Late last summer I stood motionless on a breezy evening, utterly transfixed while watching Balanchine’s iconic Serenade, beautifully performed by Purchase Dance Corps on theInside/Out stage at Jacob’s Pillow.
“You know Serenade was first performed outside,” Norton Owen, the Pillow’s archivist, said to me in passing. I don’t recall whether I knew that or not, but I do remember thinking that perhaps the ballet’s famous outstretched arm is really a gesture to halt the wind.
The natural world is still the best dance teacher out there.
Between Miller Outdoor Theatre and Discovery Green, Houston is one busy outdoor performance hub, and the season is well under way withThe Metropolitan Dance Company’s Sizzling Summer Dance taking place Friday night at MIller, a favorite venue for The Met. Now celebrating its 15th season, The Met’s brand of high-octane energy easily blasts over the hillside.
Sizzle they will, with the likes of choreographers Joe Celej, Paola Georgudis, Kiki Lucas, Jason Parsons and a world premiere by Julie Fox.
“The dancers love performing there. It’s a great way for many people who wouldn’t normally come to our other performances to get a chance to see us,” says Marlana Walsh-Doyle, the Met’s managing director. “We look forward to this show every year, however, it’s also end of our season, so it’s a time to reflect on the year as a company.”
Just last June I watched one fantastic performance by Step Afrika with Walsh-Doyle at the Dance/USA showcase. We turned to each other and said, almost at the same time, “We have got to get them to Miller.”
So it’s no surprise that Walsh-Doyle and I did a happy dance when we found out that the world-traveling company lands on the Miller Stage on July 2. For founder C. Brian Williams, it’s not just a visit to Houston, but a trip home and Step Afrika’s first main stage performance in Williams’ own backyard.
Step Afrika is the first professional company dedicated to this uniquely African-American art form, comprised of percussion footwork and chanting. Step dates back to 1920, with origins in the Black Fraternity system.
“The roots of step are right on the yard of college campuses,” Williams says. “It translates so well to the outdoors because the dancers are also musicians. We are the dance and we are the music, there’s no recorded music used in our show.”
Step Afrika has performed at outdoor arenas all over the globe. Williams fully expects a lively exchange with the crowd. “We need that energy,” he says.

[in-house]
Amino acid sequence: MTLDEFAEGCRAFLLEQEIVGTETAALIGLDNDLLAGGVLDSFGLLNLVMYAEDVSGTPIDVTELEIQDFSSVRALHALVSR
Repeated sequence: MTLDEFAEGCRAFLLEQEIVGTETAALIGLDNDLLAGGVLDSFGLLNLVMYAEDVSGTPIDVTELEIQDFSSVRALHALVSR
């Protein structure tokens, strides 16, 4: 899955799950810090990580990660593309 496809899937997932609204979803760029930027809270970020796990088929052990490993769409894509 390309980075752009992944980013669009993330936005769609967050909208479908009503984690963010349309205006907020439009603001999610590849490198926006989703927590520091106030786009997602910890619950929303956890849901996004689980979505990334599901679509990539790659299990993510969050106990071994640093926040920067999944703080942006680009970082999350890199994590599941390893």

Dancing in the great outdoors is also front and center because I’ m packing my bags to return to Jacob’s Pillow, where I will be a scholar-in-residence for a few weeks. I will also be visiting Houston Ballet artistic director Stanton Welch, while he creates a new work with the Ballet Program students for the Pillow’s annual Gala. The newly rebuilt Henry J. Leir Stage will be just buzzing with dance with free shows Wednesday through Saturday during the season.
What a great way for families to be introduced to the art form. So many photos and films of famous dance folk there were taken outside.
“That’s because it was the only place with enough light,” Owen tells me.
Ted Shawn and his Men Dancers spent much of their time doing hard work outdoors, it was part of his ethos. “Well, it was the depression and someone had to do the work,” quips Owen, reminding me not to get too romantic about the whole thing.
There’s a continuum here, from an outdoor platform with a breathtaking vista to more traditional arenas, some of which come with a roof, fancy lights, seats, and slurpees. Still, looking at those Yup’ik dance masks atThe Menil Collection’s Upside Down: Arctic Realities, I’m reminded that the first time anyone moved in a symbolic way, it was most probably outside.
“And it was probably dark, too,” offers Emily Todd, the Menil’s deputy director. Wow, no one will let me get remotely sentimental on this subject.
Dance doesn’t have to be in the woods to be captivating. When the acro/dance troupe Galumpha performed at Discovery Green earlier this spring, its risky air candy moves were framed by Houston’s dramatic urbanscape. Tall buildings make a perfect backdrop for bodies stacked up on top of each other. I wasn’t able to go, but Discovery Green’s programing director Susanne Theis filled me in.
“It was amazing,” Theis says. “I’d seen these incredible athletic artists in a small theater in New York and was eager to see how their show would change outdoors on Discovery Green’s open stage. Their athleticism and artistry was enhanced by being viewed against the backdrop of the activity in the park, the drama of the skyline and the movement of the sun overhead.”
I expect people were grooving to the Raul Malo’s tunes at the Capital One Bank Thursday Concert on the Green. Just last week, I ran into spontaneous dancing to the soulful tunes of Rue Davis “The Man with Many Voices” as part of Blues & Burgers on the Anheuser-Busch stage, while American Association of Museum conference attendees looked on.
Even the tiny tykes skipped through the Gateway Fountain in rhythm.
Leave it to the little ones to teach us that we don’t need a roof, walls or AC to bring our bodies into motion.
Reprinted from Culturemap.